The fact that the drugs are not genericized in the U.S or Europe makes it far easier when it comes to filing and policing new patents, he said.
Moreau said uplisting on the Nasdaq should also provide the company better access to capital for ongoing research and development programs. He pointed to another Canadian company, XORTX Therapeutics Inc. (XTRX:NASDAQ), as an example of a pharmaceutical company that successfully made the jump and reached a broader investor audience when it uplisted in October 2021.
XORTX, which develops therapies to treat progressive kidney disease, joined the Nasdaq in October and raised $12 million.
"They now have a meaningful war chest from which they can prosecute their research and development programs," Moreau told Streetwise.
Another company, DiaMedica Therapeutics Inc. (DMAC:NASDAQ), which is currently running a Phase 2/3 study for a different stroke drug, also uplisted in 2018 and recently raised $30 million.
"There are a number of examples of early-stage pharma [companies] that have uplisted to their benefit, so we're hoping that this will be a positive change for the company and its investors," said Moreau.
After pandemic delays, Algernon is projecting full enrollment in its trial of Ifenprodil in Australia by the end of December with a data readout in the second quarter of 2022. The drug has been shown to mediate anti-inflammatory responses and to reduce frequency and delay onset of cough in guinea pigs.
In its DMT research, the company recently announced it has manufactured enough of a clinical grade supply of the drug to start its Phase 1 and 2 trials in stroke patients. Phase 2 trials are planned to begin in in the United Kingdom in late 2022.
According to the Centers for Disease Control and Prevention, a stroke occurs when something, like a blood clot, blocks blood supply to part of the brain or when a brain blood vessel bursts and parts of the brain become damaged or die. Strokes can cause brain damage, long-term disability, or death. The CDC said nearly 800,000 people suffer a stroke every year.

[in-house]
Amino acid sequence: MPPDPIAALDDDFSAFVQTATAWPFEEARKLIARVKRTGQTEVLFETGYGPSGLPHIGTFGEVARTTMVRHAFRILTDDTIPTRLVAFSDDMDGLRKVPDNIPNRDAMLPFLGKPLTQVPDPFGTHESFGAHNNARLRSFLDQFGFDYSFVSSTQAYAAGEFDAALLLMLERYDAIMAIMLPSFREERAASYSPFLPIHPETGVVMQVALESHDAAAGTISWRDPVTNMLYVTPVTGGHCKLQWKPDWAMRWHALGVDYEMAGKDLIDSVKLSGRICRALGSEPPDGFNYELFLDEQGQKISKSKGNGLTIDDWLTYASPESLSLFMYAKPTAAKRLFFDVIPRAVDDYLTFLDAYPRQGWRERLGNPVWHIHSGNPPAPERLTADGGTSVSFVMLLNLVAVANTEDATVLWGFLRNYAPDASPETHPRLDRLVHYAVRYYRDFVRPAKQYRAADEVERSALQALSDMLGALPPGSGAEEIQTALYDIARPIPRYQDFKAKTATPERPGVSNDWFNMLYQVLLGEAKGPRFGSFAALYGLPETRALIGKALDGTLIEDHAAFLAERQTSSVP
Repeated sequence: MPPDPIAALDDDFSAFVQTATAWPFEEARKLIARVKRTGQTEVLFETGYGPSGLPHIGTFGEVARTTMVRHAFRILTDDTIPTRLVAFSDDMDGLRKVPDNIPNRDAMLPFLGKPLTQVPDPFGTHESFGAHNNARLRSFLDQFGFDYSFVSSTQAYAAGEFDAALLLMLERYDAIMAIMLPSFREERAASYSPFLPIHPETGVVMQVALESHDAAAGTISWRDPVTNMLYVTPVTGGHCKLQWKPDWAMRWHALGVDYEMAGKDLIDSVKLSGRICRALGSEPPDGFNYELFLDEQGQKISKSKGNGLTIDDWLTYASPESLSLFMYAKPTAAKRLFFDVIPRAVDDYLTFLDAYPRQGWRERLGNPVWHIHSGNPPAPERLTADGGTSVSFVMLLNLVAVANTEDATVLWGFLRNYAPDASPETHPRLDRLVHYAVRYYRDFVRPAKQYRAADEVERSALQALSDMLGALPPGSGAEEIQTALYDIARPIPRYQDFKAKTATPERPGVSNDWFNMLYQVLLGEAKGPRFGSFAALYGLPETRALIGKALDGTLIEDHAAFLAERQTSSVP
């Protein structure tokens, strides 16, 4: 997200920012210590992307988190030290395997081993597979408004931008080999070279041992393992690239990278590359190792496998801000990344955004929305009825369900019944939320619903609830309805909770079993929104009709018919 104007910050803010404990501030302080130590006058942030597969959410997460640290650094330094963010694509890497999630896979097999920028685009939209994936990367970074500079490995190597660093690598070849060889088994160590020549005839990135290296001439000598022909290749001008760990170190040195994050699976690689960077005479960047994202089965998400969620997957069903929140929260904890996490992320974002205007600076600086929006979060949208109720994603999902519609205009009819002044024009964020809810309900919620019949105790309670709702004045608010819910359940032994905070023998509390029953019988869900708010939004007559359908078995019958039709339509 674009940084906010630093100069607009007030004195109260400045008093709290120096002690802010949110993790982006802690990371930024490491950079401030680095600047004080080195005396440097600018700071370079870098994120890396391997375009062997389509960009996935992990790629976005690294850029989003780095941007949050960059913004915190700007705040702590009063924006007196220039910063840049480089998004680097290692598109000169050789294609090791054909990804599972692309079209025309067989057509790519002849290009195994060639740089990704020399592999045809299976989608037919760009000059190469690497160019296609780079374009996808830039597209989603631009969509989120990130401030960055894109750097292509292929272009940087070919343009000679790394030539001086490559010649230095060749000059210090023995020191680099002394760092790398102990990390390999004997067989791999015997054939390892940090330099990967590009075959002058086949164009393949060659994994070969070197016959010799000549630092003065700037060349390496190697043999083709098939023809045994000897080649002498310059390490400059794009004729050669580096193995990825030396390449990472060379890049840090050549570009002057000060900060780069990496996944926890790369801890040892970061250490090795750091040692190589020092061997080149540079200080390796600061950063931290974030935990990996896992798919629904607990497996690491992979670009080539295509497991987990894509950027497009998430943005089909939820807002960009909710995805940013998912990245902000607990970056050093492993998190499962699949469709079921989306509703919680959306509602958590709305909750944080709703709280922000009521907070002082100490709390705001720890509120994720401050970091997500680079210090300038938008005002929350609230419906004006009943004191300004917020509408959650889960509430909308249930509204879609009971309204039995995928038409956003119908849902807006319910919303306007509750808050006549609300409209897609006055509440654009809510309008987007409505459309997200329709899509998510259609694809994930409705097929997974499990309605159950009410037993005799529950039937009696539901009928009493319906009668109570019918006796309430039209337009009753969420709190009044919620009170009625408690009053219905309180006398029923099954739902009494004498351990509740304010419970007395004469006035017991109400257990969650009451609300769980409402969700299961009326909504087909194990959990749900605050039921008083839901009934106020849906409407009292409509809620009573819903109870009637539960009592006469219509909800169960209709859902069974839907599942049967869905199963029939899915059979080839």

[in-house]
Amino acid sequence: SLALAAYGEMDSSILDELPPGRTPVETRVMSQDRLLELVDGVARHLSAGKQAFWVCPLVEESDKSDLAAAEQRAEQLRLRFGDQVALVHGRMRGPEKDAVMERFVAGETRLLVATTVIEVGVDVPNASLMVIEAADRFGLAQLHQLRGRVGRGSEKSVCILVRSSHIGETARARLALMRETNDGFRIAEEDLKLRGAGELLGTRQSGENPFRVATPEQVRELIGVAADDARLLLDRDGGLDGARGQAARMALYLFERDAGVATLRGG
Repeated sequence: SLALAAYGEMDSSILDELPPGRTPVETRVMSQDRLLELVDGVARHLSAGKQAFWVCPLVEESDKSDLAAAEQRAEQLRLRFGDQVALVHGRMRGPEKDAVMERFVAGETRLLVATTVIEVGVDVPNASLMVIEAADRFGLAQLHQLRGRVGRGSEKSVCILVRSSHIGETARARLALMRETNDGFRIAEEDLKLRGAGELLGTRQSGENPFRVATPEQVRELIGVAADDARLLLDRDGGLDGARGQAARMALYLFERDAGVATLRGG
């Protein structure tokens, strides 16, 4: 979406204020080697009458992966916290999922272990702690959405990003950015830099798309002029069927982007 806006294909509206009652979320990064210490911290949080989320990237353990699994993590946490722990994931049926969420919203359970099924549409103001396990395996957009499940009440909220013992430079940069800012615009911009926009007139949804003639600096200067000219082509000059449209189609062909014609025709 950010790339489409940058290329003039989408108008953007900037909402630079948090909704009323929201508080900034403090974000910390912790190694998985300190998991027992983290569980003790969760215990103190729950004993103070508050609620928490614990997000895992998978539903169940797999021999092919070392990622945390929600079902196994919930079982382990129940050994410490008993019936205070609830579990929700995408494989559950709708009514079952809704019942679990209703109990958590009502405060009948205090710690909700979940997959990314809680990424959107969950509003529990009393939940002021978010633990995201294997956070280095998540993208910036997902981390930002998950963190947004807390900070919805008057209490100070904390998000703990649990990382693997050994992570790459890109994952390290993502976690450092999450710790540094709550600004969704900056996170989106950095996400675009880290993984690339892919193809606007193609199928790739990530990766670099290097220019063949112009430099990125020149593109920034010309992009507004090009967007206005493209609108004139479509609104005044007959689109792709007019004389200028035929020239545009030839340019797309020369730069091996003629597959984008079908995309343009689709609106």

A preclinical animal study has shown that DMT helps the brain form and reorganize the synaptic connections needed for healing after such a brain injury, Algernon said.
"The substance has been used ritually in South American cultures for centuries to evoke psychedelic responses for religious and spiritual reasons. But non-hallucinogenic doses may be all that's needed to get the desired results in treating a stroke," Moreau said.
"We may not need to send somebody on a psychedelic journey in order to see healing benefits in the brain," he said.
Algernon's niche in the industry positions it well to take advantage of more discoveries like DMT's use in stroke therapy. Big pharmaceutical partners are open to drug repurposing but want to see more advanced data for drugs, Moreau said.
That's where Algernon comes in.
"It can take many, many years off of preclinical [research] by being able to advance a drug that already has a known safety history," so the risk of a drug failure due to safety is very small, Moreau said. These are "elements of our business model that really make sense and should be attractive to investors."
1) Steve Sobek compiled this article for Streetwise Reports LLC. He or members of his household own securities of the following companies mentioned in the article: None. He and members of his household are paid by the following companies mentioned in this article: None. His company has a financial relationship with the following companies referred to in this article: None.